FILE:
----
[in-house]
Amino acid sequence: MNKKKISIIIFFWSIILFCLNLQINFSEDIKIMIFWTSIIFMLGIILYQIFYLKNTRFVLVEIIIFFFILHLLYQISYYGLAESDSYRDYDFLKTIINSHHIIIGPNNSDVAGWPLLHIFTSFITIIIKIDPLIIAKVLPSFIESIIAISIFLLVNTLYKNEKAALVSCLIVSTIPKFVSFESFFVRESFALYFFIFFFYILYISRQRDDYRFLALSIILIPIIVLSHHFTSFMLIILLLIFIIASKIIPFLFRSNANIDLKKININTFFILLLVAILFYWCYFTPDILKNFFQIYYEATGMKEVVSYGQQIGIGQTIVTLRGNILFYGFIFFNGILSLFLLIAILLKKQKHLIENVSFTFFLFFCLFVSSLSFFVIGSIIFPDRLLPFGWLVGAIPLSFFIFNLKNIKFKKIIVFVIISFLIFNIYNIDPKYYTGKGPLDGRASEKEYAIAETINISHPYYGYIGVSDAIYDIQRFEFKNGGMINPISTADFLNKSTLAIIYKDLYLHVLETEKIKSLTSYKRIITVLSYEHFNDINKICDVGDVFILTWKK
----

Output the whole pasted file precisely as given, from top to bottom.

[in-house]
Amino acid sequence: MNKKKISIIIFFWSIILFCLNLQINFSEDIKIMIFWTSIIFMLGIILYQIFYLKNTRFVLVEIIIFFFILHLLYQISYYGLAESDSYRDYDFLKTIINSHHIIIGPNNSDVAGWPLLHIFTSFITIIIKIDPLIIAKVLPSFIESIIAISIFLLVNTLYKNEKAALVSCLIVSTIPKFVSFESFFVRESFALYFFIFFFYILYISRQRDDYRFLALSIILIPIIVLSHHFTSFMLIILLLIFIIASKIIPFLFRSNANIDLKKININTFFILLLVAILFYWCYFTPDILKNFFQIYYEATGMKEVVSYGQQIGIGQTIVTLRGNILFYGFIFFNGILSLFLLIAILLKKQKHLIENVSFTFFLFFCLFVSSLSFFVIGSIIFPDRLLPFGWLVGAIPLSFFIFNLKNIKFKKIIVFVIISFLIFNIYNIDPKYYTGKGPLDGRASEKEYAIAETINISHPYYGYIGVSDAIYDIQRFEFKNGGMINPISTADFLNKSTLAIIYKDLYLHVLETEKIKSLTSYKRIITVLSYEHFNDINKICDVGDVFILTWKK